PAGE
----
Democratic and Stalinist propaganda unanimously claimed that fascism represented a step backwards in history, mainly because of its dictatorial political regime and its overt use of violence against any dissent, organized or not. But in fact fascism – and even more so Nazism – proved to represent a much more overtly forward step in history, namely the historical development of capitalism in its imperialist phase, i.e., the phase of maximum political centralization and economic concentration. Post-fascist democracy thus was left with nothing else against the fascist “cult of the state” but to “appeal to the individual and to the sacred and inviolable dignity of the human person” (2): the individual, the human person, have always been the myths of bourgeois ideology. The democratic deception thus joined the fascist deception. With fascism, once the proletarian unions and the proletarian parties were destroyed, the capitalist bourgeoisie forced the proletariat to regard bourgeois and proletarian interests as common interests, which therefore had to be defended even with blood in the workplace and in war – interests that had always been antagonistic in capitalist reality – and to this end it organized a corporative system with common organizations of workers and bosses (Ital. corporazioni) and compelled both the bourgeois and the proletarians to participate in them. With post-fascist democracy, once the momentary fascist period was past, the capitalist bourgeoisie allowed the proletarians to “freely” organize at the level of economic defense in trade unions and at the political level in parties, while extolling the constitution, which does not speak of capitalists and proletarians, but of citizens of a republic founded on labor, individuals with “equal rights”, with the equal aspirations to “personal dignity”, and subject to the law, which is claimed to be “equal for all”. This aspect is not marginal, because to speak of “labor” in bourgeois society is essentially to speak of the exploitation of wage labor by capital, since capitalism excludes other kinds of labor.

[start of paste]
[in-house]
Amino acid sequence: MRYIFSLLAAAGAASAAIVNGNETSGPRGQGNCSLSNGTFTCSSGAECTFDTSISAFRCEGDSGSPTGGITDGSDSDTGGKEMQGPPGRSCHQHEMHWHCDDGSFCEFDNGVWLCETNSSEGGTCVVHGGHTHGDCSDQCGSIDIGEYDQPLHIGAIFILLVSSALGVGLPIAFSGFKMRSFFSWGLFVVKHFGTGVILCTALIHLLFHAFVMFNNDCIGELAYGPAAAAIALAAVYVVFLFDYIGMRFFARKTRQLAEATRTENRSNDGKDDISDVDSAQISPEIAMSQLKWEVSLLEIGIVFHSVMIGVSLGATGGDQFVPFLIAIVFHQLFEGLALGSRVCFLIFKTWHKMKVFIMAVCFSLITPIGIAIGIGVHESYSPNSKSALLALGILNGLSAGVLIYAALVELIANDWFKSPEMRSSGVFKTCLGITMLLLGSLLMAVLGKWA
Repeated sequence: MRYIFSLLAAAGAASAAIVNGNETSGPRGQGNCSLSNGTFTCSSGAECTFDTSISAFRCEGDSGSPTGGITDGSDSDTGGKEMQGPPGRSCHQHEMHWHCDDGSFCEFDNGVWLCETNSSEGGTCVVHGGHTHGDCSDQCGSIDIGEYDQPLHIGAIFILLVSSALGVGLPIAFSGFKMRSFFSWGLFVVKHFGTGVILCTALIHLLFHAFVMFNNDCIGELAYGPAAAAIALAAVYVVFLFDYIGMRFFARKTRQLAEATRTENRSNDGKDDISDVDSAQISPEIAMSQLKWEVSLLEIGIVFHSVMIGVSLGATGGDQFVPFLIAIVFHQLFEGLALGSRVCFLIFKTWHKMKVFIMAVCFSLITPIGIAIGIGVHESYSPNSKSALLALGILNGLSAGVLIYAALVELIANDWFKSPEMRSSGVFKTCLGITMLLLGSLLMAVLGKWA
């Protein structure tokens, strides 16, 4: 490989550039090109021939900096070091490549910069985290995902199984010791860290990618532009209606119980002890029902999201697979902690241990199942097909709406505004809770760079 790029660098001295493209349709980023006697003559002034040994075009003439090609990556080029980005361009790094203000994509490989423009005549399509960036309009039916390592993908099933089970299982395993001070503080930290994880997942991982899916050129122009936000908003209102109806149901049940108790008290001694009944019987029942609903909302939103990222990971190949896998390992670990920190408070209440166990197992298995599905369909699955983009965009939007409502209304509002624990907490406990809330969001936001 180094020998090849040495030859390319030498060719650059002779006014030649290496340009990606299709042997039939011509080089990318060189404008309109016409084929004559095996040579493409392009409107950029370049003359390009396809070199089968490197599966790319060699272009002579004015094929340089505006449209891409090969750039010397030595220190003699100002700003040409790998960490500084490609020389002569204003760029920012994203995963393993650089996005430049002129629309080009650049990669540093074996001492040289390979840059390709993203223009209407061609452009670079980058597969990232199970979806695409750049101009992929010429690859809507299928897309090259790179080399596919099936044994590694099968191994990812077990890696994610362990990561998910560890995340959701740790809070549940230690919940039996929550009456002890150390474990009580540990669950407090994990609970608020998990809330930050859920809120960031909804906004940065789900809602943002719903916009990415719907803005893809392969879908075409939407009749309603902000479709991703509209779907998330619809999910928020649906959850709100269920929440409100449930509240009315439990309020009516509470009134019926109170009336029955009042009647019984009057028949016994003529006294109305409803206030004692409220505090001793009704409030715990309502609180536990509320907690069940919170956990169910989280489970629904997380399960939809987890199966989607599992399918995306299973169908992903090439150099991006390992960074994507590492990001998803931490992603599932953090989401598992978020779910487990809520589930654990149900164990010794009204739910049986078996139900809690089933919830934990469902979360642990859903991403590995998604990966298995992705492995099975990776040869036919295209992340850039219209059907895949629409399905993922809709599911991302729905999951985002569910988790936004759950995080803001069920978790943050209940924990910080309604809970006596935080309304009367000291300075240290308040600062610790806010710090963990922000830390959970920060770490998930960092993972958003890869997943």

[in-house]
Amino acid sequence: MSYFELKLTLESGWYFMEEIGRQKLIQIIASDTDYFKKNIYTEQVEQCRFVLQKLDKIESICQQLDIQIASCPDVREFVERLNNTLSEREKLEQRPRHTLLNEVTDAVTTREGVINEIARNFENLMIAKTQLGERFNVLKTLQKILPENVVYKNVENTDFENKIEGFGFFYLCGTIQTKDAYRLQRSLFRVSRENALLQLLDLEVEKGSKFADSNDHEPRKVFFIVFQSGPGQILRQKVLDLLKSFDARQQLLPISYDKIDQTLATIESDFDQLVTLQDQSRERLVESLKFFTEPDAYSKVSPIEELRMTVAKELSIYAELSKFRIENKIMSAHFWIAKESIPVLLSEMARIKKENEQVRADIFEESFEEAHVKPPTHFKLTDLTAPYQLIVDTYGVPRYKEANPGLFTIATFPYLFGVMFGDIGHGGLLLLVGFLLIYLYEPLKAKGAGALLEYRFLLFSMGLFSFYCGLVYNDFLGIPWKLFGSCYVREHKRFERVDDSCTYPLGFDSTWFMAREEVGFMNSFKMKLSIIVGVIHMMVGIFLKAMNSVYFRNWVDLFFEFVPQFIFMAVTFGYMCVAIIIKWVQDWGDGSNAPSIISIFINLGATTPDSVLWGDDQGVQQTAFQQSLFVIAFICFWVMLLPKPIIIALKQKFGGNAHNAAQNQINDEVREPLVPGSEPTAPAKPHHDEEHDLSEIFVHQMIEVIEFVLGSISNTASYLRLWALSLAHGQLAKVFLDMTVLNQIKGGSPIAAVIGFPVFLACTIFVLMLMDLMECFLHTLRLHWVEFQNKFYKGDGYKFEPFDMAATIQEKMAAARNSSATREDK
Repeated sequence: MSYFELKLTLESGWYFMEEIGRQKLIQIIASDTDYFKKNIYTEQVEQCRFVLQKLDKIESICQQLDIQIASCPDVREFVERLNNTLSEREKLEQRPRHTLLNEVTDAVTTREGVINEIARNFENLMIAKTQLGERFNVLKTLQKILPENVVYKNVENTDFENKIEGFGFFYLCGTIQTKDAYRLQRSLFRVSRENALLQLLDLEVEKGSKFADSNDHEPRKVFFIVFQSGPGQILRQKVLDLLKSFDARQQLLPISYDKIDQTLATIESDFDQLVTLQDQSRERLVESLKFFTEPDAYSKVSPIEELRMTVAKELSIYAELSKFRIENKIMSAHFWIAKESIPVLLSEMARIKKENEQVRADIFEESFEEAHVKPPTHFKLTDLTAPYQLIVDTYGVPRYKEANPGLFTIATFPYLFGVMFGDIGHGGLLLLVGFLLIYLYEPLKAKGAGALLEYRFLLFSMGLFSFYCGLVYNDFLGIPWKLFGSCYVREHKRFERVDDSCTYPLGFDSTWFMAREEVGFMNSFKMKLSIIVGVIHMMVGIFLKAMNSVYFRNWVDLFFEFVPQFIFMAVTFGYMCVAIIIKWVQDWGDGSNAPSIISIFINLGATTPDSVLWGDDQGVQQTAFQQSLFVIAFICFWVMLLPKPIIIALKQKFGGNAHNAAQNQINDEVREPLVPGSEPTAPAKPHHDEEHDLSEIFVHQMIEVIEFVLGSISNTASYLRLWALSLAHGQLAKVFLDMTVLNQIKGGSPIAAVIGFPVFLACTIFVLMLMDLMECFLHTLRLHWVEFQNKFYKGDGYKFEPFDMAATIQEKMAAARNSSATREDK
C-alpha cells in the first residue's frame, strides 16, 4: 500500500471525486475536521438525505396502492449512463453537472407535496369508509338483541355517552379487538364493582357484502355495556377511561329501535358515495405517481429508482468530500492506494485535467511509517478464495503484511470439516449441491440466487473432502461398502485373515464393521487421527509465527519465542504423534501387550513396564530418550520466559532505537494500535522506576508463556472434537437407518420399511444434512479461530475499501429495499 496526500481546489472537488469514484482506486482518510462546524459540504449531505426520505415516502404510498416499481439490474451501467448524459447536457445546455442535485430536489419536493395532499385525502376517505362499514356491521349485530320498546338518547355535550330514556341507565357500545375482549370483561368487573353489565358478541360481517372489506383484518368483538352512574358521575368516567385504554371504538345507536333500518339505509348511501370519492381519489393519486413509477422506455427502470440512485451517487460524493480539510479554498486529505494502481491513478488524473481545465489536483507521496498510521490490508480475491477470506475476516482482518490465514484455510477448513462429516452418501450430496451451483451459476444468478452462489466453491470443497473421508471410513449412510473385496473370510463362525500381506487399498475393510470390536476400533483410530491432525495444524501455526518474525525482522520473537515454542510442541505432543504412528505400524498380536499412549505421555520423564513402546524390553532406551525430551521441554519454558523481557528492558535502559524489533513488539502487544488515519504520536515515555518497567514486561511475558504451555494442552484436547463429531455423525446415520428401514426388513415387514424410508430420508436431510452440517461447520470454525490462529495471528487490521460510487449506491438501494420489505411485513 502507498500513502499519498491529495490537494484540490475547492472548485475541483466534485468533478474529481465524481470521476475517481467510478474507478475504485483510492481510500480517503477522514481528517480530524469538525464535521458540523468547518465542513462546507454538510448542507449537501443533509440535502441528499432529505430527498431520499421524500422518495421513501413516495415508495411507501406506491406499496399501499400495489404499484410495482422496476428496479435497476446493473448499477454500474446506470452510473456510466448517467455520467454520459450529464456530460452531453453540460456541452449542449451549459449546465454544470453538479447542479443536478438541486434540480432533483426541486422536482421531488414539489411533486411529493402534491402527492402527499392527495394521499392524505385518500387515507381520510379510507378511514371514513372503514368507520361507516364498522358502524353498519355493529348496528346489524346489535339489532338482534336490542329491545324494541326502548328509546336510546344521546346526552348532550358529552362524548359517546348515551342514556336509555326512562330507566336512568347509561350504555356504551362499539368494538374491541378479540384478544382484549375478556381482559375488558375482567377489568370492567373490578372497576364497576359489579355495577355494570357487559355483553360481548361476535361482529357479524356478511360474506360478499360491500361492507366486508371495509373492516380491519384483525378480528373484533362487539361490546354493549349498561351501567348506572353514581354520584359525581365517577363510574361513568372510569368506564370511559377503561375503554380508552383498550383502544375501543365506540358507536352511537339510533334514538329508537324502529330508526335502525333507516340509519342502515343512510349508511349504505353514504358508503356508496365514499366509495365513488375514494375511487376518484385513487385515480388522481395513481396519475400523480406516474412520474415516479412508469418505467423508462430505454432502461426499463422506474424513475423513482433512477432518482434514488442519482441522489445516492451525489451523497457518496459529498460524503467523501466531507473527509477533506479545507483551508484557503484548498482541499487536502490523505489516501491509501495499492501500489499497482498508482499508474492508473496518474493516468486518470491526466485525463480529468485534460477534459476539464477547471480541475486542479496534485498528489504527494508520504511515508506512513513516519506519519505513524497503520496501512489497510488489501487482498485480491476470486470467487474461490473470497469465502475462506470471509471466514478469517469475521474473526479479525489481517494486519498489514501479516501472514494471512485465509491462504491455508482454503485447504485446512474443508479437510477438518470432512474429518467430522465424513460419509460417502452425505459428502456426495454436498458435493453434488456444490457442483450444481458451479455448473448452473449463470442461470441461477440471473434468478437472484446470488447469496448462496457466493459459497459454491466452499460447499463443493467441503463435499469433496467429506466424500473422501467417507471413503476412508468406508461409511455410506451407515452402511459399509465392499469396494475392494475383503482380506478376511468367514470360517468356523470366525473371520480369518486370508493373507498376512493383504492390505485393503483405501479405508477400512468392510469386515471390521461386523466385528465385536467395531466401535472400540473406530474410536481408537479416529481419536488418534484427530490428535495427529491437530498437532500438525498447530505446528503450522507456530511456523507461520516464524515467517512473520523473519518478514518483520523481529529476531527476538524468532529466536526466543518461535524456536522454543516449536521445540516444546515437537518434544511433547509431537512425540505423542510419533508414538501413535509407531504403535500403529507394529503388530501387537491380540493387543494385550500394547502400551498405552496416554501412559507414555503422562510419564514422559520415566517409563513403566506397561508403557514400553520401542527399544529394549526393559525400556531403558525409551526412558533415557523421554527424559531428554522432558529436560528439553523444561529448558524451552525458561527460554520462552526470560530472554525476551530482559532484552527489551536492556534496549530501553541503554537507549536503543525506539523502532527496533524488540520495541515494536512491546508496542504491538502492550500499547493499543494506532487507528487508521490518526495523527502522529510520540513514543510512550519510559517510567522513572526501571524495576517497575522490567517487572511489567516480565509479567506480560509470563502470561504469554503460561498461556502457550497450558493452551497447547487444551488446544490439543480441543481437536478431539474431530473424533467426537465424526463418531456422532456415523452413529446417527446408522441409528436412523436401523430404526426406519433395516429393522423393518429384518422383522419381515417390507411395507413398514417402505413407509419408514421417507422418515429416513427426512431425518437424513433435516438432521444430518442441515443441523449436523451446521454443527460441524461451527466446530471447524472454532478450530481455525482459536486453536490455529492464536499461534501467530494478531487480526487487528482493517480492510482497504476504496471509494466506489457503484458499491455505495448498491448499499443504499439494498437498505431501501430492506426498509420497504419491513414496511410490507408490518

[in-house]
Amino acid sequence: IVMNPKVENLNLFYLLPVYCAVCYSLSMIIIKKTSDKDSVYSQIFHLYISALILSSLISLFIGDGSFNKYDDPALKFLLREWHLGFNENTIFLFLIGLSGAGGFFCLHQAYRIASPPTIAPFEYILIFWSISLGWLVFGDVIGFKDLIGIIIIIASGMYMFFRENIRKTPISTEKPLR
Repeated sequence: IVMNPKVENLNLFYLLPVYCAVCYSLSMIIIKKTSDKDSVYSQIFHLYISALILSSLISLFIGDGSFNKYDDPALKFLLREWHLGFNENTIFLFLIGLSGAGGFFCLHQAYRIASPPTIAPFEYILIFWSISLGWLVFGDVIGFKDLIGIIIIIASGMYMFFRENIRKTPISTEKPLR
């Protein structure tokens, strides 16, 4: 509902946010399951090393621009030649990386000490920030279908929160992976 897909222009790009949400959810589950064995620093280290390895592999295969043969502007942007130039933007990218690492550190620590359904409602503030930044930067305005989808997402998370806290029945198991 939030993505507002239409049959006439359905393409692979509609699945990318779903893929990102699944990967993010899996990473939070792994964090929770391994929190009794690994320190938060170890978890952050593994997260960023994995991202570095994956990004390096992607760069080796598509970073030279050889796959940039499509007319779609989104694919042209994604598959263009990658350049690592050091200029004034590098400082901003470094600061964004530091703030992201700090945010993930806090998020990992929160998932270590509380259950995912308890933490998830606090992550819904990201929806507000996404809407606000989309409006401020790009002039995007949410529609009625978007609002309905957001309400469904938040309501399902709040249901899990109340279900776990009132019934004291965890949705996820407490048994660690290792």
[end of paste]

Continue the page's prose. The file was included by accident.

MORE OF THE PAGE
Fascism was defeated on the military level, but on the social level it won. In fact, the post-fascist democracies have inherited the entire system of class collaboration, for which the only workers' unions organized according to state laws and recognized by them are those union organizations that confirm this collaboration in their statutes and programs, both at the level of economic and regulatory bargaining and in terms of the objectives of workers’ struggles. The same applies to political parties, even to political organizations that refer to fascism (such as the old MSI, which later became the Alleanza Nazionale, or the more recent Forza Nuova and Casa Pound), but which envisage in their programs not the overthrow of parliament and political dictatorship exercised by a single party, but electoral competition, parliamentary action with expected majorities and minorities, and governmental action based on the results of a “free” political vote.
We, revolutionary Marxist communists, have always fought against both fascism and bourgeois democracy as political manifestations and methods of government of the same bourgeois dictatorship. We reiterate what Marx and Lenin had already argued about bourgeois democracy as the best method of government of the capitalist bourgeoisie, because democracy has proved to be the most appropriate political weapon to deceive the proletariat and to divert it from the terrain of its class struggle. The most insidious fruit that fascism could produce was democratic anti-fascism, i.e., the politics of class collaboration cloaked in the guise of democratic deception. Capitalist reality, despite being embellished with the symbols of democracy, remains what it has always been: the political domination of the bourgeoisie based on the capitalist mode of production. Neither Gobetti’s (Italian intellectual and journalist, symbol of liberal anti-fascism in the 1920s) self-proclaimed “liberal revolution”, nor Mussolini’s blustering “fascist revolution”, nor even the “new Italian Resurgence” (the “anti-fascist resistance”) of the renegades in the style of Togliatti (chairman of the Stalinist PCI until 1964) ever sought to eradicate the capitalist mode of production from society.
Over the decades, beginning in 1945–1946, the fascist danger was repeatedly recalled in an attempt to renew the proletariat's commitment to the defense of bourgeois democracy and state. Again and again the proletariat was urged to believe in a republican constitution “born of the Resistance” and to swear by it as if it were the magic shield against every abuse of power, against every violence, against every war, against every “return of fascism”. But the economic and social reality tells a different story: every day so far has been continuously marked by abuse, violence and war – ever more bestial exploitation of wage labor, resulting in constant massacres of workers in workplaces, ever more widespread misery for the masses affected by unemployment and the rising cost of living, ever more job insecurity and ever more dramatic insecurity of life.